It's our job as parents to look after broken and unsure children
Lard-ass, blubber, pizza face, special needs, slag, easy spread, loner, freak, beware of the dog... In the world we live in today, sticks and stones may break our bones yet words can do much more damage than that - words can sometimes destroy us.
Once we grow up and leave adolescence behind us, most adults simply aren't subject to this level of name calling - we've learned to be better than that. However, bullying during the teenage years can be so spiteful, cruel and demeaning that it's almost too horrible for adults to even contemplate.
But adults need to contemplate it because with one in four Irish teenagers reporting incidents of cyberbullying, it appears to be becoming more prevalent.
The intense rage that erupts in an adult when their kids are attacked is understandable - completely destructive and unhelpful but very understandable. Some parents charge in with the delicacy of an Uzi, yelling at everyone in sight, while other parents are so overwhelmed that they try to underplay the situation and advise the child to "ignore the bullies" or to simply "laugh it off".
Could you "ignore the bullies" if you received several texts every day advising you that "everybody hates you and wishes you were dead"? Extricating your child from a bullying situation is a long and complex process and parents need to learn to commit to playing the long game on this one.
Wherever there are large groups of children gathered, there is inevitably a pecking order. The kids are continuously assessing and reassessing their place in the world - who has the power and who hasn't. And, because they're immature and some kids just can't handle their power, it can go to their heads and they can become like Hitler in his bunker, crazed and monomaniacal, beginning an 'I hate Rebecca club' just because they can.
Thankfully there are many workable solutions to the problem of bullying. If everyone involved learns appropriate social skills - the bully needs to learn to contain their dark side, the bullied need to learn how to handle difficult people, the bystanders need to learn to have the courage of their convictions and the parents need to learn to control their fury - then the bullying can be significantly reduced.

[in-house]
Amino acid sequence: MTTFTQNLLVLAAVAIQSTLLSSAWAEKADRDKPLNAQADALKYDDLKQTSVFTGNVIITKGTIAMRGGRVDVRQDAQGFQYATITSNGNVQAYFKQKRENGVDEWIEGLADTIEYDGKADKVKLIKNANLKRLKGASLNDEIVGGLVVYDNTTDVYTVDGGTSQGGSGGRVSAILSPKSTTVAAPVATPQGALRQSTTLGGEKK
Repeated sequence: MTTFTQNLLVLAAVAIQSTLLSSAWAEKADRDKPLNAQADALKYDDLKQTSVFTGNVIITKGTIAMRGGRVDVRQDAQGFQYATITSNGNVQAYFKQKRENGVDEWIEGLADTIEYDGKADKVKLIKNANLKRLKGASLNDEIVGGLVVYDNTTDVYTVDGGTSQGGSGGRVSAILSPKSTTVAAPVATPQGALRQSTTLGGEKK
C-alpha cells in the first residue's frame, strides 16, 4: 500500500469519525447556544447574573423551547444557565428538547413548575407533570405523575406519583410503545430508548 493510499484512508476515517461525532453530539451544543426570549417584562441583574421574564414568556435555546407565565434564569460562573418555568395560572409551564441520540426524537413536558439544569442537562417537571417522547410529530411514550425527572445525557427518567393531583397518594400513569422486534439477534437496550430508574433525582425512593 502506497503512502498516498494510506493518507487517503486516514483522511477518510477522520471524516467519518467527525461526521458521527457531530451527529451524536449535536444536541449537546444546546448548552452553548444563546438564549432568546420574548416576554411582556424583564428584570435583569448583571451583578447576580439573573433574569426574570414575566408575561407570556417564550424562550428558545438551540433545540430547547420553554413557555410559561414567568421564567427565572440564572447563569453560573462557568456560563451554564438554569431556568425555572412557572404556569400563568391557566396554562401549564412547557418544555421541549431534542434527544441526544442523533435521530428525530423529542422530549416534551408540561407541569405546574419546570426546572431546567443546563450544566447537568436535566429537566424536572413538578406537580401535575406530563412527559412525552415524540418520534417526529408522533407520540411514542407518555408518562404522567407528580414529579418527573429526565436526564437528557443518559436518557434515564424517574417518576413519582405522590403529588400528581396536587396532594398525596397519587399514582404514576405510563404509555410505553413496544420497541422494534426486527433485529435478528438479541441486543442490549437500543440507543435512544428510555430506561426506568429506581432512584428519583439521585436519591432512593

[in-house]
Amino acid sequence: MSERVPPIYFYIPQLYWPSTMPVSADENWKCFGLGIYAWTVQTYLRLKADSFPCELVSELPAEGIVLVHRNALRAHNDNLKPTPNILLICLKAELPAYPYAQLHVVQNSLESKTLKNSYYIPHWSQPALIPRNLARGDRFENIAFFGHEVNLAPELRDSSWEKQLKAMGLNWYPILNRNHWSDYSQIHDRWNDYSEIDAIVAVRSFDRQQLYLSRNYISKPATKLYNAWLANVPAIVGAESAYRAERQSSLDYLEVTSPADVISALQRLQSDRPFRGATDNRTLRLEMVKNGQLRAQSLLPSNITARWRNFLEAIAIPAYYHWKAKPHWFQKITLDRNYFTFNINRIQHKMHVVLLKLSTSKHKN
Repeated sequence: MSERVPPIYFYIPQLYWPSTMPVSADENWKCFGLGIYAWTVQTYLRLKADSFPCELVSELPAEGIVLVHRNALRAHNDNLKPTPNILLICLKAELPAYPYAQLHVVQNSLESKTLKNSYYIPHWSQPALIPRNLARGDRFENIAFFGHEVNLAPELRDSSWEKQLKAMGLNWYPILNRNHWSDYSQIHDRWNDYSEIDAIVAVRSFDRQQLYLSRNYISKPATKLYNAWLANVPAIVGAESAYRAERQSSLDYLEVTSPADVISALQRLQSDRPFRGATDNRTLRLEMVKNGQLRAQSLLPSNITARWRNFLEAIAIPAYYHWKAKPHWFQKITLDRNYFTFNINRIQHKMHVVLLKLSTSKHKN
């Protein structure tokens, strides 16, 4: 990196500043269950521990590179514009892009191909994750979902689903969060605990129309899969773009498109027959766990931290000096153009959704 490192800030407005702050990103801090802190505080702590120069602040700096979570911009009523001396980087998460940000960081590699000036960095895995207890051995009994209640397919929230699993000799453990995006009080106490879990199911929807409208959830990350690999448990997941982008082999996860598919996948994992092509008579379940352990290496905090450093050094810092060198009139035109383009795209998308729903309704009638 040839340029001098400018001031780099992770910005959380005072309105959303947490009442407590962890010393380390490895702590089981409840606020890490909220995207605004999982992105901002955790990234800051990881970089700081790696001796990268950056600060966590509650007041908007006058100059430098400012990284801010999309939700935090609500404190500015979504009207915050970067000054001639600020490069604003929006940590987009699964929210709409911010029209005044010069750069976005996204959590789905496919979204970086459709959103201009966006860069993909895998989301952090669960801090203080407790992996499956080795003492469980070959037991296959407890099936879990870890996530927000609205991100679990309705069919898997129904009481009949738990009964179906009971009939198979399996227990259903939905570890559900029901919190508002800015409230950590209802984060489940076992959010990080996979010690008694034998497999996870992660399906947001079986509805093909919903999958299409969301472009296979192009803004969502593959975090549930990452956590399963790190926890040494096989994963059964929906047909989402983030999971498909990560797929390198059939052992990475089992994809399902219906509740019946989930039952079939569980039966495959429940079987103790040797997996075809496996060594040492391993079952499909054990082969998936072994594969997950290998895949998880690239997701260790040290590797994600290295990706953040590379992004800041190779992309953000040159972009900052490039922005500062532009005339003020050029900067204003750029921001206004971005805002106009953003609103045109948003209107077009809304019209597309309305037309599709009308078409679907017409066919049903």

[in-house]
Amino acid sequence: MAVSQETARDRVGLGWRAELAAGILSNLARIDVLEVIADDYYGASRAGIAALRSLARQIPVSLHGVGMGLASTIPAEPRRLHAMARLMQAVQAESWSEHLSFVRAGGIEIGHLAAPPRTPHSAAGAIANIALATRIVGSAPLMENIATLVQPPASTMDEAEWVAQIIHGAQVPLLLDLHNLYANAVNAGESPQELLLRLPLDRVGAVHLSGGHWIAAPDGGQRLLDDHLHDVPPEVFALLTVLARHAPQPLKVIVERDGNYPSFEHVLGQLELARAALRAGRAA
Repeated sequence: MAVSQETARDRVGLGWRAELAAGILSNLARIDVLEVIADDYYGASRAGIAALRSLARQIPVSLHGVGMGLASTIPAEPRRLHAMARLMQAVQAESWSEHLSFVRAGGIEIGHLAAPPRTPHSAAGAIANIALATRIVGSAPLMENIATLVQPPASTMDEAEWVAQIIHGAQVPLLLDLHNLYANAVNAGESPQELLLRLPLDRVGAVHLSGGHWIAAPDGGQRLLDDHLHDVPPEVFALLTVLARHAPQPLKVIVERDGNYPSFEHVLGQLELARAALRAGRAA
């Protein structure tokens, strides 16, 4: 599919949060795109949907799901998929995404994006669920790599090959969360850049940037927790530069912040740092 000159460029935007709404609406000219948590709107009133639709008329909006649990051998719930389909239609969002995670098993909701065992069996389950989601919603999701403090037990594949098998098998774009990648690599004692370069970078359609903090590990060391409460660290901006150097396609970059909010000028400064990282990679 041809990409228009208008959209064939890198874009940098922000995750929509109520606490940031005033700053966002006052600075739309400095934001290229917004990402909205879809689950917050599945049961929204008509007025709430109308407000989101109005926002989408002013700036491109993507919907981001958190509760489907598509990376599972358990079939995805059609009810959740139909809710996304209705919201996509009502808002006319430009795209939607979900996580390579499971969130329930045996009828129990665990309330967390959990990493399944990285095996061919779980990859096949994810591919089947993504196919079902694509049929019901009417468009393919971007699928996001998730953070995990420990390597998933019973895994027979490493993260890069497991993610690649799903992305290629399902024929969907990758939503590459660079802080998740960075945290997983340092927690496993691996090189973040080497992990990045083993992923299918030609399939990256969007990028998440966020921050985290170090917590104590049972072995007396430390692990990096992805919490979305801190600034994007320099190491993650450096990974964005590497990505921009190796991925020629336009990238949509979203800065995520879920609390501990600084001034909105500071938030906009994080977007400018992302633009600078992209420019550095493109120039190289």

I remember a child in my school opened her locker to find that some of her fellow students had gone to the trouble of buying maggots in a fishing tackle shop for the sole purpose of planting them in this girl's locker. Another girl used to get tampons thrown at her every day - on the bus, in the school room, in the canteen and in the locker room. Every single day. Apparently it was very funny if you viewed it in the right way.
I'm ashamed to say that when I was nine years old my friends and I used to follow a certain teenager up the street calling her "Spacer" and "Freak" every time she walked home from school. I clearly remember that I hated bullying her; I was well aware that we were ruining her life, but I was the classic bystander, trailing along haplessly, very uncomfortable with it all but not really having the social skills to call a halt to the situation.
At the time I couldn't understand why she didn't fight back. I used to wonder, "why doesn't she just stop us?". It is only now, with the benefit of hindsight, that I realise that a group of small spiteful kids can feel very overpowering - especially if you're 14 and you feel insecure about your looks.
It is our job as parents to look out for the broken and unsure kids, the kids who are filled with self-loathing because they believe they are worthless, and ugly; the kids who feel all alone in the world, friendless and hopeless. It is not enough anymore to simply heave a sigh of relief that your child isn't involved in bullying. Bullying is so widespread that it is likely anyway that one day your family will be involved in some sort of bullying incident.
We need to encourage everyone to become 'upstanders' instead of bystanders. 'Upstanders' is the new term that is being used to describe people who are willing to take action in defence of others. People need to learn that trailing along haplessly as bullies destroy people's lives simply isn't good enough anymore.
As our own Edmund Burke, the 18th Century politician and philosopher, pointed out: "The only thing necessary for the triumph of evil is for good men to do nothing."
Stella O'Malley is a psychologist and author of 'Cotton Wool Kids'